Implant-supported dentures consist of several dental implants and a set of dentures. The only difference in the types of overdentures is the number of dental implants used to secure your denture. You require a minimum of 2 dental implants per arch to support your dentures. However, some cases require more than two implants. Here are three most common treatment options when it comes to stabilizing using dental implants:

2 dental implants plus an overdenture

The minimum number of implants required to make implant-supported dentures is two dental implants. Your two dental implants will be distributed evenly, one on the right and one on the left, to provide for bilateral stability. This treatment option is ideal if you have no more teeth left on the top or bottom and simply want your teeth to be a little more stable. Overdentures supported by two dental implants typically require annual visits to the dentist to replace the connector part, known as O-rings, which connects your false teeth to the implants.

4 or 6 dental implants plus an overdenture

Adding 4 or 6 dental implants gives you double or tripe the support. This is a better long-term solution for having stable dentures. First off, should one implant or connector become loose, you still have several more dental implants that secure your dentures in place. In contrast, with 2 dental implants if anything goes wrong you have to redo your entire treatment. Additionally, when you place 4 or 6 dental implants, your dentist can remove the portion of denture that covers the roof of your mouth (referring to upper dentures only). You can’t accomplish this when placing just 2 dental implants, as the support from the roof of your mouth is still required. Of course, adding a few more dental implants will also add to your costs. Talk to your dentist to decide which option is best suited to your needs to see if the additional implants are worth it.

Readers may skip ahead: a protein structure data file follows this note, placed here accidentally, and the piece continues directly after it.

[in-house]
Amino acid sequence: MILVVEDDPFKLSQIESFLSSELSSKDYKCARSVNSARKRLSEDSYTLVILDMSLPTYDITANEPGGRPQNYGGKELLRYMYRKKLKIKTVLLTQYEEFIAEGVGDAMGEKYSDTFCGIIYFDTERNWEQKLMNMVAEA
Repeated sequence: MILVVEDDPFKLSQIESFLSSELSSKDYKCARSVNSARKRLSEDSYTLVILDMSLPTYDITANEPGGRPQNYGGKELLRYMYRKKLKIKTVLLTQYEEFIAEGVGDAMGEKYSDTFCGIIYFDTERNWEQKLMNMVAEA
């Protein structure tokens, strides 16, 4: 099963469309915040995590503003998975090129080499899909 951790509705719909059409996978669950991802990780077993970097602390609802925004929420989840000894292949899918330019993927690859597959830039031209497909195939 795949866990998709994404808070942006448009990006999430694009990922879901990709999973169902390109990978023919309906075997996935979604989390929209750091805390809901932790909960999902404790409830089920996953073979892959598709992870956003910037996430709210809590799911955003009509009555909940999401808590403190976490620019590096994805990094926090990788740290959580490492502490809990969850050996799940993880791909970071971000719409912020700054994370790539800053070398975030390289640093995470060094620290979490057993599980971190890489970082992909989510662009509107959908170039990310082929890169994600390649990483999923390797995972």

Implant-supported bar plus an overdenture

overdenture-implant-supported-bar
Implant retained bar provides maximum stability among all overdenture treatment options

The most stable overdenture is one that attaches to a denture bar. Placing a denture bar requires between 4 to 6 dental implants for proper support. Implant-supported bars provide the highest level of stability among all removable denture treatment options. However, adding several dental implants plus a denture bar makes your treatment costs skyrocket. In many cases, the cost of an implant-supported bar overdenture starts to approach that of all-on-four teeth. It might not be a bad idea to consider all-on-four teeth as an alternative to denture-bar whenever applicable.

Each treatment option discussed above offers a varying degree of support and stability but they also come at significantly different price points. Schedule a consultation with a dental implant specialist near you to see which option best suits your needs. Your dentist will evaluate your jaw size, arch curvature, bone quality, bite forces, diet, opposing teeth structure, etc. Only then can they determine which implant-supported denture option is best suited to your specific needs.

Implant supported denture treatment in San Clemente, Orange County

overdenture-implant-supported-dentures-orange-county
Stop struggling with ill-fitting dentures and come in today for your free consultation

If you’d like to learn more about your treatment options involving implants and dentures, request a complimentary consultation with us today. Call (949)481-2540 or book your consult online today. Our dentist, Dr. Jazayeri, will present you with a range of suitable treatment options. We will work with you to come up with a treatment plan that suits your needs and fits into your budget. Stop struggling with ill-fitting dentures and come in to our San Clemente office for a consultation today. You can also fill out the form below to ask us any questions or schedule your consult today:

Interested in purchasing treatment directly online? Click on the link below to go to my online store now:

SHOP MY ONLINE STORE NOW

To learn more about related implant and denture related topics click on the following links:

Definition of Dental Implant Terminology